Posts Tagged ‘ticks’

Ticks and Grubs

Published by mrgrass on June 17th, 2013 - in Lawn Pests, Bugs & Insects

Ticks and grubs are readily controlled with proper planning and the right product in hand.  With ecologically friendly organic lawn care measures, ticks and grubs can be safely reduced while you BBQ for friends and family outdoors!

Control ticks and grubs with organic measures or traditional products.

Control ticks and grubs with organic measures or traditional products.

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Dry spring brings out lawn pests in force

The chinch bug is in the middle

I was on my stomach trying to get this picture. Chinch bugs are small and very shy, they always try to run and hide.

A thatchy lawn in the sun is a prime location to experience chinch bug damage, especially in a warm, dry spring.

I visited many lawns this past week infested with grubs, chinch bugs, and even ticks.  The picture below illustrates classic chinch bug damage with active chinch bugs feeding as adults.  The  picture to the right is that of an adult chinch bug.  The lawn was thatchy and not a current client but certainly needs some help from my program.  Left untreated, these adults will have lots of kids and spread to other areas, causing further damage this spring.  Recommended treatment for chinch bug is a surface insect control, either organic or traditional in nature to stop the feeding.  Aeration and seeding may also be warranted to help restore the turf area for a more pleasant view versus brown thatch.  If you suspect insect damage, be sure to contact a local professional for a lawn inspection, not an over the phone lawn quote from a satellite.

Classic chinch bug damage in a NH lawn

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Tick Suppression by your lawn care professional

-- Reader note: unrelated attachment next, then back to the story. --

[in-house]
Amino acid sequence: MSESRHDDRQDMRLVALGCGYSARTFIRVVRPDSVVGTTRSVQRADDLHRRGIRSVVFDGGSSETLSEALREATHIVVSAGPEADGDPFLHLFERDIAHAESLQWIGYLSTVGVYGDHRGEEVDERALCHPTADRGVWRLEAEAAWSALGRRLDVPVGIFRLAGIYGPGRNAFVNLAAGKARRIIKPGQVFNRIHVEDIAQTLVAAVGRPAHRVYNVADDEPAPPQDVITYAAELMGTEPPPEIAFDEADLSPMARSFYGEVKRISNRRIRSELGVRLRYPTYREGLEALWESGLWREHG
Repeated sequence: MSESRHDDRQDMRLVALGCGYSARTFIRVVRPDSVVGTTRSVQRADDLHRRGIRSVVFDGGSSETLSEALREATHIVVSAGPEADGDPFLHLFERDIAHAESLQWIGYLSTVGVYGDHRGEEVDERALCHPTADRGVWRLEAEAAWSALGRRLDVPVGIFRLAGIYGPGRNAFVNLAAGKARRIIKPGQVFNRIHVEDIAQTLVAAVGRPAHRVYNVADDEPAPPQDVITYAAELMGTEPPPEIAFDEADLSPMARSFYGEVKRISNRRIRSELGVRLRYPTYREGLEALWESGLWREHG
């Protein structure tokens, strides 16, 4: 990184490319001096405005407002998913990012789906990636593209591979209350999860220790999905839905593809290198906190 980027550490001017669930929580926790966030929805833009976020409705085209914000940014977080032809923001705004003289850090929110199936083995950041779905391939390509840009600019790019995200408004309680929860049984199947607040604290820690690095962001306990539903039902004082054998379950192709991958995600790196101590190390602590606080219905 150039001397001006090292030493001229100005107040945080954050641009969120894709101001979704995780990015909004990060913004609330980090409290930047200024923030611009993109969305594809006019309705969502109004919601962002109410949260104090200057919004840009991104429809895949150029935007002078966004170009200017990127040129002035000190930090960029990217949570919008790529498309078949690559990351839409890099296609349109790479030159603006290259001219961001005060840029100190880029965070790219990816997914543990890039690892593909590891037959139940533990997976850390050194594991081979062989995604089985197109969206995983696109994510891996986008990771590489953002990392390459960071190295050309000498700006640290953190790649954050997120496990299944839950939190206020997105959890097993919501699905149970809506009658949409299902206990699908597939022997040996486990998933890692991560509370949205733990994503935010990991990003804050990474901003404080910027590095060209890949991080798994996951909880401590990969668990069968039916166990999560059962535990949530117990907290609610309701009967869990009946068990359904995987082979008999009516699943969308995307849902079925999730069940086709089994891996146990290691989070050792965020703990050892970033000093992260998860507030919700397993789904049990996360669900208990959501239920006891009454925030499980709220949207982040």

NH Ticks

Creating a safe play area around your home against ticks is smart

While most people are generally aware that their lawn care company can address turf problems, many are not aware of tick suppression.  Tick suppression can be a valuable service, especially for homes surrounded by fields and woods.  Spring begins the tick season in NH and VT as the adults become active and seek a blood meal to reproduce.  Ticks seek wild animals, pets, or your family members as they move out of winter hibernation.  Unfortunately, most ticks are so small they are virtually impossible to see or avoid until you find them on your clothing.  Nothing is more unsettling then finding ticks on your pets or children.  Although the common dog tick does not transmit Lyme disease, the common Deer tick does carry this dangerous disease.

Most tick control products function well for 2-5 weeks ranging from organic to traditional materials.  In fact, many new products are used in pet supplies and products found at your local pet store.  The key to safety is using a responsible, experienced, and licensed lawn care company.  You must have a license in NH or VT to treat for ticks, even if you use an organic product!  Ticks are noxious pests and the saying “an ounce of prevention is worth a pound of cure” is certainly worth heeding to avoid the painful condition brought about by Lyme disease.

While you may see a typical dog tick, you are not likely to see a Deer tick, a primary vector of Lyme disease.  Therefore, treating your lawn around the house during the growing season is a sound decision.  A tick treatment can be liquid or granular and should be applied to the perimeter of fields, woods, and your lawn to reduce the existing tick population.  Reducing ticks in the spring is a sensible solution toward maintaining a safe outdoor living space.

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